Given the current pandemic and economic crisis, nonprofit CEOs’ concerns about decreasing giving, declining revenue, and a recession are likely more severe now than they were four months ago when we surveyed them. How can you best support these leaders through this crisis? Here are some ideas to consider:

Build strong relationships with the nonprofits you support. In a recent CEP study, Crucial Donors: How Major Individual Givers Can Best Support Nonprofits, nonprofit leaders said they would focus more on building better, more personal relationships with major donors. But, according to The Funding Landscape, as more donors are giving through DAFs, nonprofit CEOs are finding it harder to build relationships with individual donors. This challenge is only exacerbated by the need for social distancing and the disruption of nonprofit programs and regular activities.

How can you, as family philanthropists, build strong relationships with the nonprofits you support? CEP research has shown that you can most effectively build strong relationships with nonprofits by understanding their organizations and the context in which they work, and by being transparent. In the wake of COVID-19, it’s even more critical for funders to connect with their grantees, listen to their needs, and be transparent about their grantmaking.

Ask nonprofits what they need. In Crucial Donors, nonprofit leaders told us that major donors need to understand their organizations and the context in which they work better than they currently do — and that a key way to build this understanding is to ask nonprofit leaders what they need. In the current moment, nonprofits are facing uncertainty due to tax code changes, projected flat or declining revenues, a possible recession, and now a pandemic. It’s easy to assume you know what nonprofits need in the face of this uncertainty, but CEP research has shown that funders are not as in touch with nonprofits’ needs as they think they are. Don’t assume you know what nonprofits need; ask them.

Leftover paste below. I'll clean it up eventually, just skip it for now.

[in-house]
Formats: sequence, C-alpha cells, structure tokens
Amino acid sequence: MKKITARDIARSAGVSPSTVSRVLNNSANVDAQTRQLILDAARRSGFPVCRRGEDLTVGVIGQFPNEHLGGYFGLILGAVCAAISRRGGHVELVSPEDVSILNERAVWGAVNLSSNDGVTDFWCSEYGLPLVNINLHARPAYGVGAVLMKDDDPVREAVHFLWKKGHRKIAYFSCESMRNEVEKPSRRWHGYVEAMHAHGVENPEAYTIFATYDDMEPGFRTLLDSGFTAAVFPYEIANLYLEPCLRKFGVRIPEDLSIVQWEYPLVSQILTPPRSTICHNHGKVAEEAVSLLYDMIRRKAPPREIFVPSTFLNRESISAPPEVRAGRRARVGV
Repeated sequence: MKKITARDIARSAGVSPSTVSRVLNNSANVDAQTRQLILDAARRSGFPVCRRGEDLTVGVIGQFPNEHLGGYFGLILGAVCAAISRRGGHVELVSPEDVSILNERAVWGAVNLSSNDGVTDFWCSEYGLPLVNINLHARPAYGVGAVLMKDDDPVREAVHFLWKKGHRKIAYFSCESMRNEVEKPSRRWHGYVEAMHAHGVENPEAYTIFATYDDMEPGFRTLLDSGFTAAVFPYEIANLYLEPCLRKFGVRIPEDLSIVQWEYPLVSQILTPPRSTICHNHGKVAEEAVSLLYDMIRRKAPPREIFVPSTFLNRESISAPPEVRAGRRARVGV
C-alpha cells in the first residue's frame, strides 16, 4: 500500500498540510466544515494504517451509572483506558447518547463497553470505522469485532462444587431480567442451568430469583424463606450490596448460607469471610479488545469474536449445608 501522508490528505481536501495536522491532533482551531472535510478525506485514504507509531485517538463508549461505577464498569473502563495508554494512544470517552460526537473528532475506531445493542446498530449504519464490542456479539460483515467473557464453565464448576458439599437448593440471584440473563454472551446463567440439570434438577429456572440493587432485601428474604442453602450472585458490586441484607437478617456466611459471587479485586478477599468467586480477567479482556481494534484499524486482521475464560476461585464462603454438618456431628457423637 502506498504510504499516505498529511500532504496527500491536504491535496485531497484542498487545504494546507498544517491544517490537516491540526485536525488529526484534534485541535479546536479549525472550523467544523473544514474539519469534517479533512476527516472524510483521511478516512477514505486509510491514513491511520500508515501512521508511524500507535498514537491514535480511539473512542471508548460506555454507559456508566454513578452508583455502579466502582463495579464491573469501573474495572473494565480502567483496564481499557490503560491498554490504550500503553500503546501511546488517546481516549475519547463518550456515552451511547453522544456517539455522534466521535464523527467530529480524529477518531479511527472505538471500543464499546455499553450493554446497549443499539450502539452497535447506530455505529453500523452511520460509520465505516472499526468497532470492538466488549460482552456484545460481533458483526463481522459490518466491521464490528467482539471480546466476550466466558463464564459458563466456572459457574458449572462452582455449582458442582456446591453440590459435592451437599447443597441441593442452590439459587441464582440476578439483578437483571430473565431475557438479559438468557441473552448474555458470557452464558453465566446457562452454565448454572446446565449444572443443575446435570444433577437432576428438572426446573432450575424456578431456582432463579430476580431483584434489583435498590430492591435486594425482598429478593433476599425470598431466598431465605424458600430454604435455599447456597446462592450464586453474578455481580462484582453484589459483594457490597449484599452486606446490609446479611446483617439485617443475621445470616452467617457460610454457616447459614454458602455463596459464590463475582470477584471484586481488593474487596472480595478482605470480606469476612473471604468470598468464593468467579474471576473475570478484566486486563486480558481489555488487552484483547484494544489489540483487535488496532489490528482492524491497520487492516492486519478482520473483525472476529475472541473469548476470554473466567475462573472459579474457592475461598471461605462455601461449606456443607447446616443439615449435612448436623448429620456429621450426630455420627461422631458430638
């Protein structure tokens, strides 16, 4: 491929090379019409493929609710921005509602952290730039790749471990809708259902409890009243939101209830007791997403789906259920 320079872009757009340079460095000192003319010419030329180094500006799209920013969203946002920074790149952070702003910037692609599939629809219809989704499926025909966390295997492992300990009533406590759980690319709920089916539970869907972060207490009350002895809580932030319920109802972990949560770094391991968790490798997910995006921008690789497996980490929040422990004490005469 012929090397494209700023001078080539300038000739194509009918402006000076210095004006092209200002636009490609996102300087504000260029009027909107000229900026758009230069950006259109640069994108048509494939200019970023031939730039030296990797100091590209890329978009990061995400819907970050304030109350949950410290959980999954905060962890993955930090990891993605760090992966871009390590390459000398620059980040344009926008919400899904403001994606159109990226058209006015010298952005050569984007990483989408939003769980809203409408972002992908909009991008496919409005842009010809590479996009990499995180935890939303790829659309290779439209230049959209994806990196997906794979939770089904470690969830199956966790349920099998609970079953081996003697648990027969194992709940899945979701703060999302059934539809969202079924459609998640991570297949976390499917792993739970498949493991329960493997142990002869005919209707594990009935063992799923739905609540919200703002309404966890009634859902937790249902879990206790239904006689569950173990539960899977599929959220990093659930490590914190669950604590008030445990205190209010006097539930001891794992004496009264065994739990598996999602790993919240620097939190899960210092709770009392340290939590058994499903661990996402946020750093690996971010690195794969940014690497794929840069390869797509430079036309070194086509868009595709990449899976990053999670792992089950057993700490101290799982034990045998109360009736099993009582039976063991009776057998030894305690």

Be transparent with nonprofits about the likelihood that you will give in the future. We learned in Crucial Donors that, while 88 percent of nonprofit leaders say it is very or extremely important for major donors to be transparent about the likelihood that they will give in the future, only 25 percent say most or all of their organizations’ major donors are transparent about this. Given that nonprofits want funders to talk with them about how a recession would change their support, being transparent about your giving plans would be especially helpful in the current context.

The moment we find ourselves in is a particularly challenging one for nonprofits. By building strong relationships with those you support, asking them what they need (and then providing it if you can), and being transparent about your future giving, you can help nonprofits effectively navigate the current funding landscape.